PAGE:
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The Elders bid dignified farewell to their leader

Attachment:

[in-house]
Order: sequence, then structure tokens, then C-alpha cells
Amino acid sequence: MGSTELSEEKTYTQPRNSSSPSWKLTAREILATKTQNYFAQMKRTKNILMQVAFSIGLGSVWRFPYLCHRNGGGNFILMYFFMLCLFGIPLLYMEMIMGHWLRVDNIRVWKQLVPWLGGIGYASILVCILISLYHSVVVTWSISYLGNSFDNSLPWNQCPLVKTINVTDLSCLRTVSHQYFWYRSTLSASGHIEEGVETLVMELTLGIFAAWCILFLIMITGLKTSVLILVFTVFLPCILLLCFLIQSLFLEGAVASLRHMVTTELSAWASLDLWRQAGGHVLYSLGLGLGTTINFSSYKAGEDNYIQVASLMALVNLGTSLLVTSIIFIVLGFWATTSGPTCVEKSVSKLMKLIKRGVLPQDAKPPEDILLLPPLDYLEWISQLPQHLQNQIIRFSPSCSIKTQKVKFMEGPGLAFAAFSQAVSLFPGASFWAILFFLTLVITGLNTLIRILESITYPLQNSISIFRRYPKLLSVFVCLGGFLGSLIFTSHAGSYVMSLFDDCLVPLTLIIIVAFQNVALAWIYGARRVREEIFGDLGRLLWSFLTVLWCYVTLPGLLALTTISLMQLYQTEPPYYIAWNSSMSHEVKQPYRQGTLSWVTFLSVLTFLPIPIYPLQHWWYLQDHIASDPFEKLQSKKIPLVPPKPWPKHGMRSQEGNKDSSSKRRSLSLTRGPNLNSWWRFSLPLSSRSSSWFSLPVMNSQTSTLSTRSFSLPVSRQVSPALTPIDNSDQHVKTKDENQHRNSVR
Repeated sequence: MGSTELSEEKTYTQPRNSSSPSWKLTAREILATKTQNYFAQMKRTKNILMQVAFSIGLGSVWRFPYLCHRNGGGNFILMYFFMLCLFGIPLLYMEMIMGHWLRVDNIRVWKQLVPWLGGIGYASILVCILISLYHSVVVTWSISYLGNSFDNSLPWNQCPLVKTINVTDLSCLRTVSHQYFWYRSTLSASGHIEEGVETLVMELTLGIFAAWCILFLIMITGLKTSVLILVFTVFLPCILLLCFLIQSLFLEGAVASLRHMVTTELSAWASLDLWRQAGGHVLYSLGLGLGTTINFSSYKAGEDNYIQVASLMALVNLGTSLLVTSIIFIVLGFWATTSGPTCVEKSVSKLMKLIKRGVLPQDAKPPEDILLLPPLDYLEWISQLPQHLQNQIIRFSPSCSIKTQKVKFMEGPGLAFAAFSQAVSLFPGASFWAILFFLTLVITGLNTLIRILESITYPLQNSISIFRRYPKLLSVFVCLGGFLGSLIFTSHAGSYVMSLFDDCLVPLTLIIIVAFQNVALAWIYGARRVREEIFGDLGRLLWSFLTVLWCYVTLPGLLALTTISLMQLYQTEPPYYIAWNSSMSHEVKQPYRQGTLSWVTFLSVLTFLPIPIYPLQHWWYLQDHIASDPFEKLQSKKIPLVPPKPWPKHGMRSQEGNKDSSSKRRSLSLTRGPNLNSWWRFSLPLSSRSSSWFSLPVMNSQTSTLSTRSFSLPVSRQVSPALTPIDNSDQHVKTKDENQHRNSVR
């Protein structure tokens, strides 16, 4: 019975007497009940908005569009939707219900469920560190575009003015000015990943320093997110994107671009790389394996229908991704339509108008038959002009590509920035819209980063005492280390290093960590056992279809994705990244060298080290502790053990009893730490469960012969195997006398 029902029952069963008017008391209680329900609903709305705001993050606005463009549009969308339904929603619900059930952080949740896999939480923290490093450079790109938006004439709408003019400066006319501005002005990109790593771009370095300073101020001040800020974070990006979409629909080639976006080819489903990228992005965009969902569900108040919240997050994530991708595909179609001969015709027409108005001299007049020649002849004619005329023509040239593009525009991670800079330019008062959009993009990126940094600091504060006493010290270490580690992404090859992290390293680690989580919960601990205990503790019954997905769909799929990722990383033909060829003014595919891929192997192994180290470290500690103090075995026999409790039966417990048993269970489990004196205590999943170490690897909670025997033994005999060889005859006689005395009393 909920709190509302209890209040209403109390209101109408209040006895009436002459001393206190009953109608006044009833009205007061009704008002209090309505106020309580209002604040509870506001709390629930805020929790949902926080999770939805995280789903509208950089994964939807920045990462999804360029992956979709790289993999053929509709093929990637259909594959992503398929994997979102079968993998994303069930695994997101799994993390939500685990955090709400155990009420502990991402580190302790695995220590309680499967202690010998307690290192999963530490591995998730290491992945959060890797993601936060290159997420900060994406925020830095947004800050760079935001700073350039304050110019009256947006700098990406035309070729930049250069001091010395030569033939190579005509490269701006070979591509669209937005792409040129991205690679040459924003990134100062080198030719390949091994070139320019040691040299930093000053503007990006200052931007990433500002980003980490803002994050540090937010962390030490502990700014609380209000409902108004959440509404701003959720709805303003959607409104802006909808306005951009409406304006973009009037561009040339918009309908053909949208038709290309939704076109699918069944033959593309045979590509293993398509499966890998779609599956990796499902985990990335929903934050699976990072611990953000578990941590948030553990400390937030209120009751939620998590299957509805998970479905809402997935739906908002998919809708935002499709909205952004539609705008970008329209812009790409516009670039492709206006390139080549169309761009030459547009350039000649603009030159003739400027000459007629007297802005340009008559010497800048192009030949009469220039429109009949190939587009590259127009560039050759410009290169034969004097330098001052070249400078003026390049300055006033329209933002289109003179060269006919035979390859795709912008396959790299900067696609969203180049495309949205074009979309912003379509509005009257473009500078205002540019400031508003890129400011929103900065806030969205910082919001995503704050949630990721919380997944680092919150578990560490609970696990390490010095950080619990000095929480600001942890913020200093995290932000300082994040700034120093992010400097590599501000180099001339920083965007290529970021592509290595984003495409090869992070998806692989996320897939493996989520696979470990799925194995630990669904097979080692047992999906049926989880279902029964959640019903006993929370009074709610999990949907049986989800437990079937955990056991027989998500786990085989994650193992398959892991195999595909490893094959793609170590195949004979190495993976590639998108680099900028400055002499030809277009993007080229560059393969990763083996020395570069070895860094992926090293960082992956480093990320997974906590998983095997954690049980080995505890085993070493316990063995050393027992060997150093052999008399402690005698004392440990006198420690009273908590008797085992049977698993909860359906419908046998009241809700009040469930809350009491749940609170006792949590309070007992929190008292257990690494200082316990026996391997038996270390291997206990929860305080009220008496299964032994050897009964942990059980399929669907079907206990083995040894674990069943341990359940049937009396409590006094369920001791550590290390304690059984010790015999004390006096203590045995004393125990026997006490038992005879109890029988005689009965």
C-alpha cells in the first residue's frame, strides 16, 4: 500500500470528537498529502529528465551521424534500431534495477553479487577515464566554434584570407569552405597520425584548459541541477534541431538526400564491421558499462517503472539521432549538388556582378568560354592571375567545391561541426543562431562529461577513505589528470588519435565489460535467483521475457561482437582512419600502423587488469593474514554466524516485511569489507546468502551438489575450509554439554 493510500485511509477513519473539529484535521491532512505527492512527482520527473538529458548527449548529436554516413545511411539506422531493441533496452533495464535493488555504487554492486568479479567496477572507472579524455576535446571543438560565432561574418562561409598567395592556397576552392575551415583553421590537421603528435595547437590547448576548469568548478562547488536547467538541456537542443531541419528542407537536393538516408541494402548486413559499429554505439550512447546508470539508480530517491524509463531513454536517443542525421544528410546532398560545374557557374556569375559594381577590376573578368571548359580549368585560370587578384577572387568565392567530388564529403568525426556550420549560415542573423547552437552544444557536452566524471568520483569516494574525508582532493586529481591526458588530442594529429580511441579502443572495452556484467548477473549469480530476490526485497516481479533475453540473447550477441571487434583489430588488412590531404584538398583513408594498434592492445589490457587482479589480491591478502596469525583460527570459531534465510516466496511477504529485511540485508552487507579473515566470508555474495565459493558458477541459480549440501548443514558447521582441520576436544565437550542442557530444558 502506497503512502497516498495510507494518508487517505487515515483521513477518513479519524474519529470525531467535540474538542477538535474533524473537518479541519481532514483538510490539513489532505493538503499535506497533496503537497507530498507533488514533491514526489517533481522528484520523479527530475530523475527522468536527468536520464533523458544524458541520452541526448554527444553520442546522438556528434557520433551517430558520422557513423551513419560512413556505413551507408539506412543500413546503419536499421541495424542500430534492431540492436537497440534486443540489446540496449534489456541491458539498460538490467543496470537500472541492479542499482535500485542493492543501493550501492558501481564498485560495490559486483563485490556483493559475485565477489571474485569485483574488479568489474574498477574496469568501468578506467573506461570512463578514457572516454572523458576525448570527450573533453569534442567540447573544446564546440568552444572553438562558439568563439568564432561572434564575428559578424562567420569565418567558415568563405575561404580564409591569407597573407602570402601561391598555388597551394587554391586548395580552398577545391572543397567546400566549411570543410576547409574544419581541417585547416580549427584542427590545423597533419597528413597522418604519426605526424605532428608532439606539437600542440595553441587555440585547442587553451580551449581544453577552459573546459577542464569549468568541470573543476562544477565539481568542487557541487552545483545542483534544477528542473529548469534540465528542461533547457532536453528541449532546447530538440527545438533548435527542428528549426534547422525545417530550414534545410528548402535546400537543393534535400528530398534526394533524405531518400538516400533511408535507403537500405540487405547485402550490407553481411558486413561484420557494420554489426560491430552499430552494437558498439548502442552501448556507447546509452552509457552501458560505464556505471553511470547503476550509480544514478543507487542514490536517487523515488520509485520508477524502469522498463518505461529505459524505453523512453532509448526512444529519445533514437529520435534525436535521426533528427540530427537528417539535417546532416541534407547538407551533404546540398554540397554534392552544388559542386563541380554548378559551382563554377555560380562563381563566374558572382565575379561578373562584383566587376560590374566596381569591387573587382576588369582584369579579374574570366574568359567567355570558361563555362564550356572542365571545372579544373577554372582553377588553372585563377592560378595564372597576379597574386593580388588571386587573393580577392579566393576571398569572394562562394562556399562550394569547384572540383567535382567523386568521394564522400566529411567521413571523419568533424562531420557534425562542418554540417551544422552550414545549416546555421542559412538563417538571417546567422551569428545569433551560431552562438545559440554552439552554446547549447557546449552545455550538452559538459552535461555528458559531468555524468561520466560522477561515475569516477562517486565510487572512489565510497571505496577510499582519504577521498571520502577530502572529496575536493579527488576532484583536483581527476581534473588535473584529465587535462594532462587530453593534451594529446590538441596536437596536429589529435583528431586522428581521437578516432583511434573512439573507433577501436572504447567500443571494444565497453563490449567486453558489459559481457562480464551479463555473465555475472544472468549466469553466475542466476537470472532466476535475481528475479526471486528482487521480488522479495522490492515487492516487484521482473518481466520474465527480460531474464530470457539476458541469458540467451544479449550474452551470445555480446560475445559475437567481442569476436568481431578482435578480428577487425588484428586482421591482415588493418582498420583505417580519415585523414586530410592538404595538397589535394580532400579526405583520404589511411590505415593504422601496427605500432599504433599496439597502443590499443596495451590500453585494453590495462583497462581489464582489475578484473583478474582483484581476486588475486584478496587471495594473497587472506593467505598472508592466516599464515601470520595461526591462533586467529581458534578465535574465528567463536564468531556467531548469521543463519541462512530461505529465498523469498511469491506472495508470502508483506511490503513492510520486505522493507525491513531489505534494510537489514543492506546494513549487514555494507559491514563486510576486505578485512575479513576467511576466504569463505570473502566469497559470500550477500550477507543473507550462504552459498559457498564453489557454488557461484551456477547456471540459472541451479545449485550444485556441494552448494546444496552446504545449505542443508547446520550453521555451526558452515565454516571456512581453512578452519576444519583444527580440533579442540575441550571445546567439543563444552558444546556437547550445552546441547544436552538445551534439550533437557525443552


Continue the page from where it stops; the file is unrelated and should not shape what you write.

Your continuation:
first_imgThe Elders do not claim to know all the answers but they firmly believe that each and every individual can make a difference and create a positive change in society.(Image: The Elders Organisation)MEDIA CONTACTS• Katy Cronin Chief Operating OfficerThe Elders+44 7788 710 789RELATED ARTICLES• Mandela’s close friends express the world’s grief • Tutu leads Mandela memorial at Centre of Memory • Women’s rights start with girls• Happy birthday, Archbishop Tutu• A nation of paradoxes: RobinsonMelissa Jane Cook“The world has lost a visionary leader, a courageous voice for justice, and a clear moral compass. By showing us that the path to freedom and human dignity lies in love, wisdom and compassion for one another, Nelson Mandela stands as an inspiration to us all,” says Kofi Annan, the former secretary-general of the United Nations and the chairman of The Elders.A stalwart, indomitable individual, Nelson Rolihlahla Mandela – Tata Madiba – was a man driven by courage, truth and an innate desire to do what was right. Armed with a fighting spirit and a tenacious vision he founded The Elders, “an independent group of global leaders who believe strongly in advocating peace and human rights”. Together they forged a bond with an aim “to act boldly, speak difficult truths and tackle taboos”.British entrepreneur Richard Branson and musician Peter Gabriel initiated the idea of The Elders to Mandela, the world renowned anti-apartheid activist and former South African president. With the help of his wife, Graça Machel, and Archbishop Emeritus Desmond Tutu, The Elders were established and a conversation was started. The idea they discussed was a simple one: how could a small, dedicated group of independent elders help to resolve global problems and ease human suffering?This international non-government organisation of Nobel laureates, public figures, elder statesmen, peace activists and human rights advocates, envelops “almost 1 000 years of collective experience” to work on solutions for seemingly overwhelming problems. Chaired by Annan, the collective works tirelessly to resolve global disputes and overcome obstacles. In warring regions charged with hostility, each elder strives to construct building blocks for peace and reconciliation, and, throughout the world, they promote equality for girls and women, as well as sustainable development.Independent voice“They are not bound by the interests of any nation, government or institution but represent an independent voice,” states The Elders website. “They are committed to promoting the shared interests of humanity, and the universal human rights we all share. They believe that in any conflict, it is important to listen to everyone – no matter how unpalatable or unpopular this may be.”The Elders do not claim to know all the answers but they firmly believe that each and every individual can make a difference and create a positive change in society. At the group’s launch on Mandela’s 89th birthday, 18 July 2007, he called on The Elders to act as “a fiercely independent and robust force for good, tackling complex and intractable issues – especially those that are not popular”.He expressed his hope that the group would “work to support courage where there is fear, foster agreement where there is conflict, and inspire hope where there is despair”. He added: “Using their collective experience, their moral courage and their ability to rise above the parochial concerns of nation, race and creed, they can help make our planet a more peaceful, healthy and equitable place to live… Let us call them Global Elders, not because of their age, but because of their individual and collective wisdom. This group derives its strength not from political, economic or military power, but from their independence and integrity.”Mandela did not play an active role after founding The Elders, but he was an Honorary Elder and the inspiration for the group’s work. Tutu served as the chairman for six years before he stepped down in May 2013; he remains an Honorary Elder.At the inauguration, an empty chair was on stage for Aung San Suu Kyi, the human rights activist who was a political prisoner in Myanmar at the time. Those who were present at the launch were Annan, Jimmy Carter, Machel, Mandela, Mary Robinson, Tutu, Muhammad Yunus and Li Zhaoxing. Members not present at the launch were Ela Bhatt, Gro Harlem Brundtland, Lakhdar Brahimi and Fernando Henrique Cardoso. Martti Ahtisaari joined The Elders in September 2009 and Hina Jilani and Ernesto Zedillo joined the group in July 2013.Peace-building effortsSince 2007, The Elders have worked on peace-building efforts in Ivory Coast, Cyprus, Israel and Palestine, the Korean Peninsula, Myanmar, Sri Lanka, Sudan and South Sudan, and Zimbabwe. They have also worked to encourage inclusive and peaceful transitions in countries affected by change in the Middle East and North Africa. Their work and aims include:● Ivory Coast: In May 2011, following months of post-election violence, Annan, Robinson and Tutu travelled to the country to encourage a process of national reconciliation and healing.● Cyprus: The Elders have visited Cyprus several times, and in February 2011 launched a documentary about the search for the thousands of missing persons killed during inter-communal violence and conflict in the 1960s and 1970s. The film follows four local teenagers – two Greek Cypriots and two Turkish Cypriots – who join Tutu, Carter and Brahimi to learn more about the island’s painful past.● Middle East: The Elders made their second visit to the Middle East in October 2010. They aim to promote “a just and secure peace for all” that embraces human rights principles under international law, and guarantees the right to live in equality, dignity and security to all Palestinians and Israelis.● Equality for women and girls: The Elders call for an end to the use of religious and traditional practices to justify and entrench discrimination against women and girls.● Sudan and South Sudan: The Elders support efforts to build the conditions for long-lasting peace, good governance and development.● Zimbabwe: The Elders are actively engaged in supporting initiatives to address the humanitarian crisis in the southern African nation and efforts to build a stable, prosperous and secure future for its people.● Myanmar: The Elders support efforts to achieve a peaceful transition to democracy in the country and the release of all political prisoners.● Eliminating nuclear weapons: The Elders strongly support efforts to reduce and eventually eliminate all nuclear weapons worldwide. There are more than 20 000 nuclear weapons in the world that have the capacity to destroy life on Earth several times over.● Every Human Has Rights: Inspired by The Elders, the Every Human Has Rights campaign reintroduced the Universal Declaration to millions of people around the world. It aims to unite them in upholding the values that bind our human family.CourageIn his 2007 speech at the founding, Mandela said: “I am also certain that that they will support courage where there is fear, foster agreement where there is conflict and inspire hope where there is despair. But I wish them well, and hope they succeed in bringing light to some of the darkness that afflicts our world, and new energy to areas where others have become weary because of the endless conflict.”Machel, Mandela’s widow and the former first lady of Mozambique, said: “When Nelson Mandela brought The Elders together in 2007, he challenged us to reach out to those who most need our help, to give a voice to the voiceless.”As a collective, The Elders have the ability and the power, the networks and the influence to make a difference. Mandela described their mission: “They can speak freely and boldly, working both publicly and behind the scenes. They will reach out to those who most need their help.”With their founder now gone, The Elders will carry on in the spirit of Mandela, who once explained the African concept of ubuntu: “We are human only through the humanity of other human beings.” The word can be translated as “human kindness”.In their wordsA delegation of The Elders travelled to South Africa to honour the memory of Mandela after his death, saying:Tutu: “God was so good to us in South Africa by giving us Nelson Mandela to be our president at a crucial moment in our history. He inspired us to walk the path of forgiveness and reconciliation and so South Africa did not go up in flames. Thank you God, for this wonderful gift, who became a moral colossus, a global icon of forgiveness and reconciliation. May he rest in peace and rise in glory.”Ahtisaari, the former president of Finland, said: “The most impressive man of my generation has passed away. No one has influenced my life more than president Nelson Mandela. Anyone supporting the just struggle for democratic change in Southern Africa cannot have been untouched by president Mandela’s life.”Bhatt, founder of India’ Self-Employed Women’s Association, said: “The world has lost a great leader. Madiba showed the people of the world that great nations are built with moral courage and collective strength, with justice and equal opportunity, with truth and reconciliation, with love and forgiveness, with vision and wisdom. He was indeed the Gandhi of South Africa. His spirit lives on in the people of South Africa and in the hearts of all who loved him.”Brahimi, the former foreign minister of Algeria, said: “Men and women everywhere feel they have lost someone very close to them, a man they loved deeply and respected and admired profoundly. It was such a privilege to have known him, to have listened to him a number of times, to have participated, however modestly, in his gigantic achievement: the end of apartheid and the restoration of lasting peace and reconciliation in South Africa.”Brundtland, the former prime minister of Norway and the deputy chairwoman of The Elders, said: “Six years after his release from prison, I had the great honour as Norway’s prime minister, to be the first foreign guest to visit Robben Island with Nelson Mandela and see the tiny cell in which he spent 18 of his 27 years in jail. It was an incredibly moving and unforgettable experience. He embodied the greatness of human dignity and restraint under terrible pressure.”Carter, the former American president, said: “I am deeply saddened by the death of Nelson Mandela. The people of South Africa and human rights advocates around the world have lost a great leader. His passion for freedom and justice created new hope for generations of oppressed people worldwide, and because of him, South Africa is today one of the world’s leading democracies.”Robinson, the former president of Ireland, said: “Nelson Mandela was a much-loved citizen of the world. His death leaves us bereft – it is felt by all of us as a personal loss. It was an honour, and also very humbling, to be invited by Mandela to join The Elders. We will strive to uphold the values of justice, of listening, and of mutual respect for others that he embodied.”Commitment to peaceThe Elders are Martti Ahtisaari, Kofi Annan (chairman), Ela Bhatt, Lakhdar Brahimi, Gro Harlem Brundtland (deputy chairwoman), Fernando Henrique Cardoso, Jimmy Carter, Hina Jilani, Graça Machel, Mary Robinson and Ernesto Zedillo. Desmond Tutu is an Honorary Elder. The Elders no longer hold public office and they are independent of any national government or other vested interest. As integrity is a hallmark of ethical leadership, these men and women have earned international trust, and built a reputation for inclusive, progressive authority.“The Elders share a common commitment to peace and universal human rights, but they also bring with them a wealth of diverse expertise and experience:• The peace makers, with decades of experience mediating and resolving conflicts around the world;• The peace builders who have helped post-conflict societies to heal wounds and rebuild;• The social revolutionaries who transformed their own countries – whether by reducing poverty, improving the status of women, or championing nonviolent struggle; and,• The pioneering women who have governed their countries, led international institutions and spearheaded movements to empower women.“An Elder is also a change maker – someone who can lead by example, creating positive social change and inspiring others to do the same,” states The Elders website.last_img read more